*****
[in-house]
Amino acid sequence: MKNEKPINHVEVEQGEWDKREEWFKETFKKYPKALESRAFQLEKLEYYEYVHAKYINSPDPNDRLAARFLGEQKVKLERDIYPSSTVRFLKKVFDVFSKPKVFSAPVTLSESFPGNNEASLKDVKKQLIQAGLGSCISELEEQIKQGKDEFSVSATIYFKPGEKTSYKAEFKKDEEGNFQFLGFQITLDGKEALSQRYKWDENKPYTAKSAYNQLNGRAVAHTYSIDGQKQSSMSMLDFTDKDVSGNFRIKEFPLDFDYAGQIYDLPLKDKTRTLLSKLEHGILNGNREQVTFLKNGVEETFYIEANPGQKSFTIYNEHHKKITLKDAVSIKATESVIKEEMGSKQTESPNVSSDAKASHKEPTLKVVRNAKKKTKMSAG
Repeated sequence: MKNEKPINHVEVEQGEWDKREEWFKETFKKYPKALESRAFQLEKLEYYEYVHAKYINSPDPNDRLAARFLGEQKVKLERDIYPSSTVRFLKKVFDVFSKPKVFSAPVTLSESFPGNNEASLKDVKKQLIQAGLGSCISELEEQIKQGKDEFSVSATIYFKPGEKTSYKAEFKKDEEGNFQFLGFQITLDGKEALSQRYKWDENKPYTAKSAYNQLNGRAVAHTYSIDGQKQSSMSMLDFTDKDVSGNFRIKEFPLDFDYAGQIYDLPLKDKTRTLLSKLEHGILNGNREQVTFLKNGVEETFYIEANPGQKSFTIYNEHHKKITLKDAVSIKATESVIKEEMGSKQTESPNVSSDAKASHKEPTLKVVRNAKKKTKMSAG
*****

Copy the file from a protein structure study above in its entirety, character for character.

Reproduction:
[in-house]
Amino acid sequence: MKNEKPINHVEVEQGEWDKREEWFKETFKKYPKALESRAFQLEKLEYYEYVHAKYINSPDPNDRLAARFLGEQKVKLERDIYPSSTVRFLKKVFDVFSKPKVFSAPVTLSESFPGNNEASLKDVKKQLIQAGLGSCISELEEQIKQGKDEFSVSATIYFKPGEKTSYKAEFKKDEEGNFQFLGFQITLDGKEALSQRYKWDENKPYTAKSAYNQLNGRAVAHTYSIDGQKQSSMSMLDFTDKDVSGNFRIKEFPLDFDYAGQIYDLPLKDKTRTLLSKLEHGILNGNREQVTFLKNGVEETFYIEANPGQKSFTIYNEHHKKITLKDAVSIKATESVIKEEMGSKQTESPNVSSDAKASHKEPTLKVVRNAKKKTKMSAG
Repeated sequence: MKNEKPINHVEVEQGEWDKREEWFKETFKKYPKALESRAFQLEKLEYYEYVHAKYINSPDPNDRLAARFLGEQKVKLERDIYPSSTVRFLKKVFDVFSKPKVFSAPVTLSESFPGNNEASLKDVKKQLIQAGLGSCISELEEQIKQGKDEFSVSATIYFKPGEKTSYKAEFKKDEEGNFQFLGFQITLDGKEALSQRYKWDENKPYTAKSAYNQLNGRAVAHTYSIDGQKQSSMSMLDFTDKDVSGNFRIKEFPLDFDYAGQIYDLPLKDKTRTLLSKLEHGILNGNREQVTFLKNGVEETFYIEANPGQKSFTIYNEHHKKITLKDAVSIKATESVIKEEMGSKQTESPNVSSDAKASHKEPTLKVVRNAKKKTKMSAG